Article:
One significant feature of the AYP was the special days that were designated to honor towns, states, nationalities, organizations or special interest groups. They were designed to, and did, boost attendance, and offered opportunities for welcoming visiting dignitaries with luncheons and banquets. Many groups held their annual conventions or meetings in Seattle during the AYP and some of the special days were planned in conjunction with these.
Different Days featured different events. On Smith Day, September 2, the fairgrounds were invaded by Smiths, Smythes, Schmitzes and Schmidts, and contests were held to determine the prettiest, handsomest, shortest, tallest, fattest, and thinnest Smiths in attendance. On New England Day, Seattle's New England Club reenacted, in full costume, the landing of the Mayflower, followed by a New England dinner at the Puritan Inn.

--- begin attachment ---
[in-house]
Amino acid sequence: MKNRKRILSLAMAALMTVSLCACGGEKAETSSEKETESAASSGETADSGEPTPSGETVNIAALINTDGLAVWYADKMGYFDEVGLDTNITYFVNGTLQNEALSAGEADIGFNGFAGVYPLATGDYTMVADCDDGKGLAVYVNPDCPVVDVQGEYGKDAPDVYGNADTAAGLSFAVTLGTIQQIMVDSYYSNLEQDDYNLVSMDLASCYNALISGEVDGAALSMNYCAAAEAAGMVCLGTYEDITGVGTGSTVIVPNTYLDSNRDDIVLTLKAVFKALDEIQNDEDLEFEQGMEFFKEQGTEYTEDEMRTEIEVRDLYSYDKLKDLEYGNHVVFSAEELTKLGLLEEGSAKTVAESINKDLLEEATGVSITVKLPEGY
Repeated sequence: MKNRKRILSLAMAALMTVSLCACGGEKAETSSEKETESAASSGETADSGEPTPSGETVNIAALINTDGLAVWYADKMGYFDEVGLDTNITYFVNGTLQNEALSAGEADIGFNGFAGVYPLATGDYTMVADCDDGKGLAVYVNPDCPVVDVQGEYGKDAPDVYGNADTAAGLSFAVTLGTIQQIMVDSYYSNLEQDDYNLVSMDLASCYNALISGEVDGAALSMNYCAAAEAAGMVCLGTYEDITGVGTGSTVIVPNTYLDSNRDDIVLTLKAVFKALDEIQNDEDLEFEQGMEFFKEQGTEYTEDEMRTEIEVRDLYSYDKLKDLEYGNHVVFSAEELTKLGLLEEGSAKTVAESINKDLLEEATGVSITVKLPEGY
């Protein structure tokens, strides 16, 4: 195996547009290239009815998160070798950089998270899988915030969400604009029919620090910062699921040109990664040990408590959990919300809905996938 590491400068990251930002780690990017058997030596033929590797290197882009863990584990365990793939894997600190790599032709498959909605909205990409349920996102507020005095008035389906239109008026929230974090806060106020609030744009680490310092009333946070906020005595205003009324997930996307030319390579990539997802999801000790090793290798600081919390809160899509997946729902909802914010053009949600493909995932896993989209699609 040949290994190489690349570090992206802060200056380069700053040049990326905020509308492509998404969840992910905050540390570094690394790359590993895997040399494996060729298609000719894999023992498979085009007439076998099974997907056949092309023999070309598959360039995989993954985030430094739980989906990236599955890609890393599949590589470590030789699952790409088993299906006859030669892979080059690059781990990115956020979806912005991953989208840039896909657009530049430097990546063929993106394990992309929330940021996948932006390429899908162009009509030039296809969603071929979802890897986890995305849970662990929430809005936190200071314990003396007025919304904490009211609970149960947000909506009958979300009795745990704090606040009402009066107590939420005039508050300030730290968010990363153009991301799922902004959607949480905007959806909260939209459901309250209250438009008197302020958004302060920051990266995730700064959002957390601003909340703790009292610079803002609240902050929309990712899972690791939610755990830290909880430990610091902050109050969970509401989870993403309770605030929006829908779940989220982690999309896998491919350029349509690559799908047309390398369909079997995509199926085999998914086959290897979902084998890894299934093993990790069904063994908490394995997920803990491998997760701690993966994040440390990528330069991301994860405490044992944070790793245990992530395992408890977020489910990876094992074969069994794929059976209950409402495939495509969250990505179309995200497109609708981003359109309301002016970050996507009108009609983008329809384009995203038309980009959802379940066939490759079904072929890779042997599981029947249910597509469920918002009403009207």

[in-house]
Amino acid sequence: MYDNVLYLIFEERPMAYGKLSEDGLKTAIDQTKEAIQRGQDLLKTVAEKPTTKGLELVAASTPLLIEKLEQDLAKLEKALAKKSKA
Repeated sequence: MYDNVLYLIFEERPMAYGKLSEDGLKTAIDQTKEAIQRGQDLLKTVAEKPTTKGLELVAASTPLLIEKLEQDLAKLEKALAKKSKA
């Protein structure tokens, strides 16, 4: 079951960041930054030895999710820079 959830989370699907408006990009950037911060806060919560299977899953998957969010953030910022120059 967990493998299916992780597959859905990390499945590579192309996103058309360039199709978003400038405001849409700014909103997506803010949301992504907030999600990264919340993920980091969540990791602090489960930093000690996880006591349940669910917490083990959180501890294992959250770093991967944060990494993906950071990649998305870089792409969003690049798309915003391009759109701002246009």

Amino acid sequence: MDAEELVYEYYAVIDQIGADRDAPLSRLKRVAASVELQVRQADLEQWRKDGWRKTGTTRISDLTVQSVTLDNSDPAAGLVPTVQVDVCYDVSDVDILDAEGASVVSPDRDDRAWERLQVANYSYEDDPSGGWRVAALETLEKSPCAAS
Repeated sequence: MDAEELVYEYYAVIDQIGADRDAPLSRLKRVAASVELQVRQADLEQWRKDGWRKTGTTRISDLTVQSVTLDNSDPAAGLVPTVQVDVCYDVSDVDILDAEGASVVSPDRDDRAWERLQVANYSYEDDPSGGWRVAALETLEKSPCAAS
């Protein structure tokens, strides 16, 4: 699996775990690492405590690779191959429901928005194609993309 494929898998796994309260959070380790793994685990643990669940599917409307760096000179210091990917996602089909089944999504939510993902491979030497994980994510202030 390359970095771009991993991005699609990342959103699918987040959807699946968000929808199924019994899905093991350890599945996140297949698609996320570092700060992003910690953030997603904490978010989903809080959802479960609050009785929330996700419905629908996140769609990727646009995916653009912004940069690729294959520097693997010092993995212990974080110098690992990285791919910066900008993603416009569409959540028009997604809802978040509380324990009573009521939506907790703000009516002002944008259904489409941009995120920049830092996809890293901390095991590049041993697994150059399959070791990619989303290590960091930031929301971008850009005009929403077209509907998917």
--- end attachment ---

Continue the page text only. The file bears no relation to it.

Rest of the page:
One of the most successful days by far was Seattle Day when Seattlites did their city proud. George Beck composed a song for the occasion:
At 117,013, attendance might not have quite matched Beck's expectations but it was still the largest single-day attendance of the entire Exposition.
Another notable day was Taft Day, September 30, when the President of the United States visited Seattle and the Fair. His presence was celebrated with a parade and a banquet, and he addressed a crowd of 25,000 at the Amphitheater. Taft even dressed in the costume of the Arctic Brotherhood, an organization for those with Alaskan business interests, who were very involved in supporting and promoting the AYP.